Everyone is just doing whatever

When you look at others, it sometimes seems like they have everything perfectly sorted out. The reality is that everyone is just figuring things out as they go. So, don't let that hold you back; just go ahead and do your thing.
Robert Roose
Door Robert Roose

Everyone is just doing whatever

You probably also have someone, like an author, businessman, or podcast maker, whom you think has everything perfectly sorted out and leads the ideal life. Nothing could be further from the truth. Although it may seem impressive from the outside, life isn't so streamlined. It's messy, it's falling down, getting up, making mistakes, feeling unmotivated, doing too much, doing too little, not knowing what to do.

And this is fine. Once you realize that everyone struggles with problems, it's also easy to just do your thing. Don't let the image you have of others hold you back. For example, when you're making a song or writing a piece of text, you always compare it to others. What you don't see, however, is how much work has been put into what you're comparing your own work to.

Imposter Syndrome

Sometimes you feel like you're just faking it and wonder when you'll be found out. That's called 'Imposter Syndrome'. In other words, the syndrome of pretending to be someone you're not.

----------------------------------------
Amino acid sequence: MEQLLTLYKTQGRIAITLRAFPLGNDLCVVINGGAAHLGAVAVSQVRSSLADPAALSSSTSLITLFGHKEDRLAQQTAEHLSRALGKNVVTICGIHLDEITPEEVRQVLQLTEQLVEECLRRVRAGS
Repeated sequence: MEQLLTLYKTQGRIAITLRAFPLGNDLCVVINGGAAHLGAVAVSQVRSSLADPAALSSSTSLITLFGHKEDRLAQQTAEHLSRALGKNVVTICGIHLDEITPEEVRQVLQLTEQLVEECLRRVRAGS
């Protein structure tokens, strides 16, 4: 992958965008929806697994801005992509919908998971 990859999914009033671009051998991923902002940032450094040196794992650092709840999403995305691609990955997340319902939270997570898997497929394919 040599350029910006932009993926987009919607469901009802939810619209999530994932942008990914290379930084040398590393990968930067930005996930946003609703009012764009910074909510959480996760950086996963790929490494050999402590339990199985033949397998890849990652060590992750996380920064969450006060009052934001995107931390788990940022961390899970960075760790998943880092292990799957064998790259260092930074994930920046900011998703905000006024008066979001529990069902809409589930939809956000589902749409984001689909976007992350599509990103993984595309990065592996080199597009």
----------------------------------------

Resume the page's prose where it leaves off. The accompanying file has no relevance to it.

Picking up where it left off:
• Are you really that experienced designer?
  • Or the SEO specialist?
  • Or that marketing guru who's supposed to know everything about YouTube?

If all goes well, and you're not too convinced of yourself and don't think you need to learn anymore, everyone has this feeling from time to time. Mike Monteiro has a reassuring message for you in his book 'Ruined by Design':

Let’s put imposter syndrome to bed once and for all. If you got hired after going through a lengthy interview process where you interviewed multiple times with multiple people, there’s really only two options. One—everyone who interviewed you is an idiot and you somehow managed to pull one over on them. That’s actually pretty unlikely. You might’ve been able to fool one or two, but not the whole lot. Or two—you’re actually as good as the people who interviewed you thought you were. That seems like the more reasonable option, so stop it with the imposter syndrome stuff.

It's highly unlikely that you're fooling everyone and pretending to know something. So, rely on your own abilities and do what you have to do.

Ryan Holiday also contributes to the discussion about Imposter Syndrome:

The thing that’s wrong about imposter syndrome is that for the most part no one is thinking about you at all. They’re too busy with their own doubts and their own work.

As harsh as it sounds: nobody is focused on you because everyone is too busy with their own work. Harsh but beautiful because it gives you the freedom not to be hindered by what you don't know.

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